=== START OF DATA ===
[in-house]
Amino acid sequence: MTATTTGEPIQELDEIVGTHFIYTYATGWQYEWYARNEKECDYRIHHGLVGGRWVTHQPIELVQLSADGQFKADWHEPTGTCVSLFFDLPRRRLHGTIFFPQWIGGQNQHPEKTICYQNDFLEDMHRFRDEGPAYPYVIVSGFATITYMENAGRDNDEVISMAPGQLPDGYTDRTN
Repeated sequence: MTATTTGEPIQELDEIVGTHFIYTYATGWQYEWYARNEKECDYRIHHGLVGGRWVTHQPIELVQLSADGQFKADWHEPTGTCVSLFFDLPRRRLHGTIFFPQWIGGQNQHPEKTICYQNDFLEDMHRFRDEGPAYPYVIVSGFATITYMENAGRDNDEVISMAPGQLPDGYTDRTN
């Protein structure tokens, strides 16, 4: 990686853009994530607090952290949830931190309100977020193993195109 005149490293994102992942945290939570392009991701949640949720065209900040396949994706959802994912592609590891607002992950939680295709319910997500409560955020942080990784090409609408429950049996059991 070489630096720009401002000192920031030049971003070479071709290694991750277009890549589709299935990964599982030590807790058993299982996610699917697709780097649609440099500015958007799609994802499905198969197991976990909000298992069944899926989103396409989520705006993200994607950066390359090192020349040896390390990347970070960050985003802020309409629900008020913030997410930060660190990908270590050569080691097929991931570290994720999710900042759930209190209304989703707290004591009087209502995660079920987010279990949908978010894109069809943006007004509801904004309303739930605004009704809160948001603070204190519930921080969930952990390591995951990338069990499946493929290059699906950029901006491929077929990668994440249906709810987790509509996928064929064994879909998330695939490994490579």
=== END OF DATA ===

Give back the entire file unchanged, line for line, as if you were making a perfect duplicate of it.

[in-house]
Amino acid sequence: MTATTTGEPIQELDEIVGTHFIYTYATGWQYEWYARNEKECDYRIHHGLVGGRWVTHQPIELVQLSADGQFKADWHEPTGTCVSLFFDLPRRRLHGTIFFPQWIGGQNQHPEKTICYQNDFLEDMHRFRDEGPAYPYVIVSGFATITYMENAGRDNDEVISMAPGQLPDGYTDRTN
Repeated sequence: MTATTTGEPIQELDEIVGTHFIYTYATGWQYEWYARNEKECDYRIHHGLVGGRWVTHQPIELVQLSADGQFKADWHEPTGTCVSLFFDLPRRRLHGTIFFPQWIGGQNQHPEKTICYQNDFLEDMHRFRDEGPAYPYVIVSGFATITYMENAGRDNDEVISMAPGQLPDGYTDRTN
């Protein structure tokens, strides 16, 4: 990686853009994530607090952290949830931190309100977020193993195109 005149490293994102992942945290939570392009991701949640949720065209900040396949994706959802994912592609590891607002992950939680295709319910997500409560955020942080990784090409609408429950049996059991 070489630096720009401002000192920031030049971003070479071709290694991750277009890549589709299935990964599982030590807790058993299982996610699917697709780097649609440099500015958007799609994802499905198969197991976990909000298992069944899926989103396409989520705006993200994607950066390359090192020349040896390390990347970070960050985003802020309409629900008020913030997410930060660190990908270590050569080691097929991931570290994720999710900042759930209190209304989703707290004591009087209502995660079920987010279990949908978010894109069809943006007004509801904004309303739930605004009704809160948001603070204190519930921080969930952990390591995951990338069990499946493929290059699906950029901006491929077929990668994440249906709810987790509509996928064929064994879909998330695939490994490579």